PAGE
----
The molecular formula of 4 was determined to be C26H28O12 (MW 532) by negative HRESI-MS data (m/z 531.1500 [M − H]). The 1H-NMR spectrum of 4 was closely related to that of 3, except for a methoxyl group (δ 3.72) (Table 1). These results were also supported by the presence of 26 carbon signals assignable to dicaffeoylquinic acid coupled with a methoxyl group including three carboxylic carbons at δ 175.9 (C-7), 174.0 (C-9″), and 169.0 (C-9′) and a methoxyl carbon at δ 53.1 (-OCH3) detected in the 13C-NMR spectrum (Table 2). Based on the spectroscopic data from MS and 1H-NMR, 4 was proposed to be 3-caffeoyl-5-dihydrocaffeoylquinic acid methyl ester. The quinic acid moiety was assigned by 1H-1H COSY and NOE experiments, although the axial/equatorial features of H-6 at δ 2.11 could not be distinguished because the proton signals of H-6ax and H-6eq were overlapped. To the best of our knowledge, this compound has not been previously reported in nature. Therefore, the actual structure of 4 was determined by HSQC, 1H-1H COSY, and HMBC experiments. From the results of 2D-NMR spectra, 4 was determined to have the same structure as 3 except for the presence of a methoxyl group. In particular, a cross peak (arrow) between δ 3.72 (-OCH3) and δ 175.9 (C-7) was detected in the HMBC spectrum (Figure 1), indicating that the methyl group was esterified with the C-7 of quinic acid. Therefore, compound 4 was determined to be 3-caffeoyl-5-dihydrocaffeoylquinic acid methyl ester (Figure 1).
The molecular formula of 5 was determined to be C26H28O12 (MW 532) by negative HRESI-MS data (m/z 531.1507 [M − H]). The 1H- and 13C NMR spectra of 5 were closely related to those of 4, except for different chemical shifts for the quinic acid moiety (Table 1 and Table 2). In particular, the H-4 at δ 5.02 (1H, dd, J = 7.5, 3.5 Hz) was shifted downfield by 1.5 ppm and the H-5 at δ 4.26 (1H, m) was shifted upfield by 0.99 ppm when compared to the 1H NMR spectrum of 4, suggesting that dihydrocaffeic acid is attached to the C-4 of 3-caffeoylquinic acid methyl ester. The contiguous protonated carbons (C-2–C-6) of the quinic acid moiety were assigned based on their proton–proton correlations detected in the 1H-1H COSY spectrum. In particular, a cross peak (arrow) between δ 5.02 (H-4) and δ 174.2 (C-9″) was observed in the HMBC spectrum (Figure 1), indicating that the dihydrocaffeic acid was esterified with the C-4 of quinic acid. Therefore, compound 5 was determined to be 3-caffeoyl-4-dihydrocaffeoylquinic acid methyl ester, which is also a new compound (Figure 1).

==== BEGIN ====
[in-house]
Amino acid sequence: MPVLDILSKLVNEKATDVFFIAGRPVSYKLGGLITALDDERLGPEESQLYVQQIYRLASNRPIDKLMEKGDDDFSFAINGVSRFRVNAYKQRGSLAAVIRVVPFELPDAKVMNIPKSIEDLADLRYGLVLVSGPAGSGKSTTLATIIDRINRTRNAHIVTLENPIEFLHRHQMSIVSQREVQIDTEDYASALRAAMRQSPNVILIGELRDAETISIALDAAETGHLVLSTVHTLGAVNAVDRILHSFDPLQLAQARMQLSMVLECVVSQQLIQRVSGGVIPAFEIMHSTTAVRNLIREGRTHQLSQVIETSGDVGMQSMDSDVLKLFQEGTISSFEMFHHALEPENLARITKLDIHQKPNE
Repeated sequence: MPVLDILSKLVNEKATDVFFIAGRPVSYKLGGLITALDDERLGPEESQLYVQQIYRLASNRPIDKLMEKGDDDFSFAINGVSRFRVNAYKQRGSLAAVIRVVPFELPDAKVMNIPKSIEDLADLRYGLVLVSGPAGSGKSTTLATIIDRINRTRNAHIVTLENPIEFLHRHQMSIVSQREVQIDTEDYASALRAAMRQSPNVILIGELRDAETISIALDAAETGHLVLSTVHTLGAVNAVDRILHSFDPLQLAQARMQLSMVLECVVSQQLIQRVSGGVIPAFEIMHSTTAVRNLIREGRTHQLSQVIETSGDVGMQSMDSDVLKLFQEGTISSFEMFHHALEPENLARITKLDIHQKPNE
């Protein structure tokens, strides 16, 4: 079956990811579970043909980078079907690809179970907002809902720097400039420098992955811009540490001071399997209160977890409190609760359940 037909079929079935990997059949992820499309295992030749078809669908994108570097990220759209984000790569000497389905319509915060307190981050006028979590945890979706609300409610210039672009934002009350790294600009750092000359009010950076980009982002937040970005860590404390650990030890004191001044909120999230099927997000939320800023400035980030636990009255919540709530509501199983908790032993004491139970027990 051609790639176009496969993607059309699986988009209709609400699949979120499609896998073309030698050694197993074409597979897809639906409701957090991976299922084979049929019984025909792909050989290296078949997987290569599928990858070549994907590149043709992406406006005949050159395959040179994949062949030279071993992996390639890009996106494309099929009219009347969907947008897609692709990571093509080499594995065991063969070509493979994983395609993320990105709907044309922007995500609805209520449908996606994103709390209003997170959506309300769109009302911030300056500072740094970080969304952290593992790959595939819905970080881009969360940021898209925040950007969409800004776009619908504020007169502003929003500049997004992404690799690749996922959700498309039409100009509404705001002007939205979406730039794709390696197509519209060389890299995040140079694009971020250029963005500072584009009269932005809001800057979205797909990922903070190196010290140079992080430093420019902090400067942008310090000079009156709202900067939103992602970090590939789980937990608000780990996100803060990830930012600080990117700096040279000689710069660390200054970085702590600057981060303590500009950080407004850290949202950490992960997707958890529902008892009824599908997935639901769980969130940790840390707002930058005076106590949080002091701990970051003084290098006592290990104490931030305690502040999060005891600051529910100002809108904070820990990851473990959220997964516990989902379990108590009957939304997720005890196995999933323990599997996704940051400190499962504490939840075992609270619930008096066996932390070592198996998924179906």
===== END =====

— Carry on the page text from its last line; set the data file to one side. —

The molecular formula of 6 was determined to be C26H30O12 (MW 534) by negative HRESI-MS data (m/z 533.1655 [M − H]). The 1H- and 13C-NMR spectra of 6 were closely related to those of 4. However, the olefinic carbon proton signals for the caffeic acid in 4 were not observed. When the 1H- and 13C-NMR spectra of 6 were compared to those of 4, a partial structure assignable to dihydrocaffeoylquinic acid was confirmed, similar to 4, and the presence of a dihydrocaffeic acid other than caffeic acid, which was a partial structure of 4, was suggested. That is, the dihydrocaffeic acid was assigned by the presence of proton signals including tri-substituted aromatic ring protons at δ 6.67 (H-5′), 6.66 (H-2′), and 6.55 (H-6′) and 2 methylene protons at δ 2.79 (H-7′) and 2.60 (H-8′) in the 1H-NMR spectrum (Table 1). The 1H-NMR data was also supported by the 13C-NMR spectrum (Table 2). From the MS and 1D-NMR spectra, 6 was proposed to be di-dihydrocaffeoylquinic acid methyl ester. In particular, correlations (arrow) from δ 5.18 (H-3, 5) to δ 174.6 (C-9′) and 173.9 (C-9″) were observed in the HMBC spectrum (Figure 1), indicating that two dihydrocaffeic acids are esterified, respectively, with the C-3 and C-5 of quinic acid methyl ester. Therefore, compound 6 was determined to be 3,5-di-dihydrocaffeoylquinic acid methyl ester, a new compound (Figure 1).